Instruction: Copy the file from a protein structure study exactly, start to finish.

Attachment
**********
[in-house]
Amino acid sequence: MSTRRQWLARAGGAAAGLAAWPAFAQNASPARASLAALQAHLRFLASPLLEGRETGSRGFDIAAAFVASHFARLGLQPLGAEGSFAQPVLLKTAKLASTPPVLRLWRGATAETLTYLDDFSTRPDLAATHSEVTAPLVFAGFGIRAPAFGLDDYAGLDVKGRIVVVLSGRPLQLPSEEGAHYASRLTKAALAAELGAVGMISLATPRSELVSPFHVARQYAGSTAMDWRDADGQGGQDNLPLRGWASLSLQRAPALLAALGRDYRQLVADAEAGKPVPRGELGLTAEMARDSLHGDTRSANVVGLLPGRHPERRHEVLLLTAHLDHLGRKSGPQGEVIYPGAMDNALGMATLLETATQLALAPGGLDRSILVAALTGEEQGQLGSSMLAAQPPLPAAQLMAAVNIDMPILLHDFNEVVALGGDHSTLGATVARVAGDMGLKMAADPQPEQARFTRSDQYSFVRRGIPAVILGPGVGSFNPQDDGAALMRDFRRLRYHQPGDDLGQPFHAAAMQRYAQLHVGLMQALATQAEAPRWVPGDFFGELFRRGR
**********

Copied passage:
[in-house]
Amino acid sequence: MSTRRQWLARAGGAAAGLAAWPAFAQNASPARASLAALQAHLRFLASPLLEGRETGSRGFDIAAAFVASHFARLGLQPLGAEGSFAQPVLLKTAKLASTPPVLRLWRGATAETLTYLDDFSTRPDLAATHSEVTAPLVFAGFGIRAPAFGLDDYAGLDVKGRIVVVLSGRPLQLPSEEGAHYASRLTKAALAAELGAVGMISLATPRSELVSPFHVARQYAGSTAMDWRDADGQGGQDNLPLRGWASLSLQRAPALLAALGRDYRQLVADAEAGKPVPRGELGLTAEMARDSLHGDTRSANVVGLLPGRHPERRHEVLLLTAHLDHLGRKSGPQGEVIYPGAMDNALGMATLLETATQLALAPGGLDRSILVAALTGEEQGQLGSSMLAAQPPLPAAQLMAAVNIDMPILLHDFNEVVALGGDHSTLGATVARVAGDMGLKMAADPQPEQARFTRSDQYSFVRRGIPAVILGPGVGSFNPQDDGAALMRDFRRLRYHQPGDDLGQPFHAAAMQRYAQLHVGLMQALATQAEAPRWVPGDFFGELFRRGR